Commenced in January 2007
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1 Techno-Economic Assessment of Distributed Heat Pumps Integration within a Swedish Neighborhood: A Cosimulation Approach

Authors: Monica Arnaudo, Monika Topel, Bjorn Laumert

Abstract:

Within the Swedish context, the current trend of relatively low electricity prices promotes the electrification of the energy infrastructure. The residential heating sector takes part in this transition by proposing a switch from a centralized district heating system towards a distributed heat pumps-based setting. When it comes to urban environments, two issues arise. The first, seen from an electricity-sector perspective, is related to the fact that existing networks are limited with regards to their installed capacities. Additional electric loads, such as heat pumps, can cause severe overloads on crucial network elements. The second, seen from a heating-sector perspective, has to do with the fact that the indoor comfort conditions can become difficult to handle when the operation of the heat pumps is limited by a risk of overloading on the distribution grid. Furthermore, the uncertainty of the electricity market prices in the future introduces an additional variable. This study aims at assessing the extent to which distributed heat pumps can penetrate an existing heat energy network while respecting the technical limitations of the electricity grid and the thermal comfort levels in the buildings. In order to account for the multi-disciplinary nature of this research question, a cosimulation modeling approach was adopted. In this way, each energy technology is modeled in its customized simulation environment. As part of the cosimulation methodology: a steady-state power flow analysis in pandapower was used for modeling the electrical distribution grid, a thermal balance model of a reference building was implemented in EnergyPlus to account for space heating and a fluid-cycle model of a heat pump was implemented in JModelica to account for the actual heating technology. With the models set in place, different scenarios based on forecasted electricity market prices were developed both for present and future conditions of Hammarby Sjöstad, a neighborhood located in the south-east of Stockholm (Sweden). For each scenario, the technical and the comfort conditions were assessed. Additionally, the average cost of heat generation was estimated in terms of levelized cost of heat. This indicator enables a techno-economic comparison study among the different scenarios. In order to evaluate the levelized cost of heat, a yearly performance simulation of the energy infrastructure was implemented. The scenarios related to the current electricity prices show that distributed heat pumps can replace the district heating system by covering up to 30% of the heating demand. By lowering of 2°C, the minimum accepted indoor temperature of the apartments, this level of penetration can increase up to 40%. Within the future scenarios, if the electricity prices will increase, as most likely expected within the next decade, the penetration of distributed heat pumps can be limited to 15%. In terms of levelized cost of heat, a residential heat pump technology becomes competitive only within a scenario of decreasing electricity prices. In this case, a district heating system is characterized by an average cost of heat generation 7% higher compared to a distributed heat pumps option.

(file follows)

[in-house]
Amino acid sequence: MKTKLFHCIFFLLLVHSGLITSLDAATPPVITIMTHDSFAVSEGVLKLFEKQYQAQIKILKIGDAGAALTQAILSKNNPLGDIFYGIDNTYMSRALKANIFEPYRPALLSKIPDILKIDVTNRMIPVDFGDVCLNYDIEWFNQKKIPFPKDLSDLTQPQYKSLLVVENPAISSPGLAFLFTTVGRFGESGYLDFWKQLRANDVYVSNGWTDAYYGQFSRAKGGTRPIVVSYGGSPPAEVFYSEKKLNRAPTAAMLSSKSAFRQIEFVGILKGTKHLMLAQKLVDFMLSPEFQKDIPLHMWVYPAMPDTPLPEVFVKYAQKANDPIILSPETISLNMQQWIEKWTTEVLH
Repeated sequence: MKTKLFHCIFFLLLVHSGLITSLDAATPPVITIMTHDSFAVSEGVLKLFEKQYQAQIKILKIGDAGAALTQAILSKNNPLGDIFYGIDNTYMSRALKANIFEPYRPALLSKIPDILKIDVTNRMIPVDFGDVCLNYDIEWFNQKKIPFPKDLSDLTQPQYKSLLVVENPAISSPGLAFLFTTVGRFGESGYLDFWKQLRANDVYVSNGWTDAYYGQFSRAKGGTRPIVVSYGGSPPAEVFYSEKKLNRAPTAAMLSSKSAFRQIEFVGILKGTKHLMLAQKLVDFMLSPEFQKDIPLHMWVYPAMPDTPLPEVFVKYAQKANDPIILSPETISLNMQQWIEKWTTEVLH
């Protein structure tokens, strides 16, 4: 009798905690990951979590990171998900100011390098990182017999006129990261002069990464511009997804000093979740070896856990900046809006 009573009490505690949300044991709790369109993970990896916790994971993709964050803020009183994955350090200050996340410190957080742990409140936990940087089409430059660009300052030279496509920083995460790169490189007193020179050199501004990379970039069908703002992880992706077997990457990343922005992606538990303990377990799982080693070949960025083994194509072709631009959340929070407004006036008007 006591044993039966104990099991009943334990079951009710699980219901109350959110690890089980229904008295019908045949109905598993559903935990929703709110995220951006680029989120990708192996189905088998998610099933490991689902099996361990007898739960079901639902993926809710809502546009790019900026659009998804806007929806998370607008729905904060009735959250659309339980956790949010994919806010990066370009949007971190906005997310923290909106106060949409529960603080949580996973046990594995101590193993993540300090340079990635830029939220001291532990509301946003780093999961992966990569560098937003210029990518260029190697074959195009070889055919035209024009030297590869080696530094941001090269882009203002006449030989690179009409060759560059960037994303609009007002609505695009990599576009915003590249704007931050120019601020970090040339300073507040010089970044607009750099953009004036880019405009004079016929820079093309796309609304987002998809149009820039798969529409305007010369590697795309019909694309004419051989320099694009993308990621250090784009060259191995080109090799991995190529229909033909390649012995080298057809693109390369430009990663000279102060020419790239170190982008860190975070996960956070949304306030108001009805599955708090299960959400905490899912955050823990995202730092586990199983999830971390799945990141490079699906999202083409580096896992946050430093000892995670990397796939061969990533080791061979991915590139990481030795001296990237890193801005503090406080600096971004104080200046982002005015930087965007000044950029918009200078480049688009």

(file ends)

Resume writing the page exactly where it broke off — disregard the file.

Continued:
Keywords: cosimulation, distributed heat pumps, district heating, electrical distribution grid, integrated energy systems

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